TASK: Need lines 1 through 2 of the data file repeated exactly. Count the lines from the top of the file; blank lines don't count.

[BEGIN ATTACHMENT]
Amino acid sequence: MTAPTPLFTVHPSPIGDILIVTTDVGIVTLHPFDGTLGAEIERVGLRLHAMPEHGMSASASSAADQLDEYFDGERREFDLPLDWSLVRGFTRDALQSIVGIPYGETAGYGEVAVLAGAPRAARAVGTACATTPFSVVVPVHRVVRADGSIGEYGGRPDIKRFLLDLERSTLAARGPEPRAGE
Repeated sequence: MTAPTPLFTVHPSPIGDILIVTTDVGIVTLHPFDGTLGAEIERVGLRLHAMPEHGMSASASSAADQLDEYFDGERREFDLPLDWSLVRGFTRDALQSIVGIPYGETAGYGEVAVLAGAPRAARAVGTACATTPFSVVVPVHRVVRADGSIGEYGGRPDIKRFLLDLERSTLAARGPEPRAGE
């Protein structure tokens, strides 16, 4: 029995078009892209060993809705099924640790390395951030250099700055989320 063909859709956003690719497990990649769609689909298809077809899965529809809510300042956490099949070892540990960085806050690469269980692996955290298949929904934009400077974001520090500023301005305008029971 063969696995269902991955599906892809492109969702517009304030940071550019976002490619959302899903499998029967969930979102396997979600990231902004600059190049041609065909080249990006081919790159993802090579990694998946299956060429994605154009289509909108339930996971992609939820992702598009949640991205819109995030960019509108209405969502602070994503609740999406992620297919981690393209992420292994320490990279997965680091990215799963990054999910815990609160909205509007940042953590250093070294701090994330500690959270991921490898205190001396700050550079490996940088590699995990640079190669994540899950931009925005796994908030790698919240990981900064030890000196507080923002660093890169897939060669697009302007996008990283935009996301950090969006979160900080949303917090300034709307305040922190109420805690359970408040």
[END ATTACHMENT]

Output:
Amino acid sequence: MTAPTPLFTVHPSPIGDILIVTTDVGIVTLHPFDGTLGAEIERVGLRLHAMPEHGMSASASSAADQLDEYFDGERREFDLPLDWSLVRGFTRDALQSIVGIPYGETAGYGEVAVLAGAPRAARAVGTACATTPFSVVVPVHRVVRADGSIGEYGGRPDIKRFLLDLERSTLAARGPEPRAGE
Repeated sequence: MTAPTPLFTVHPSPIGDILIVTTDVGIVTLHPFDGTLGAEIERVGLRLHAMPEHGMSASASSAADQLDEYFDGERREFDLPLDWSLVRGFTRDALQSIVGIPYGETAGYGEVAVLAGAPRAARAVGTACATTPFSVVVPVHRVVRADGSIGEYGGRPDIKRFLLDLERSTLAARGPEPRAGE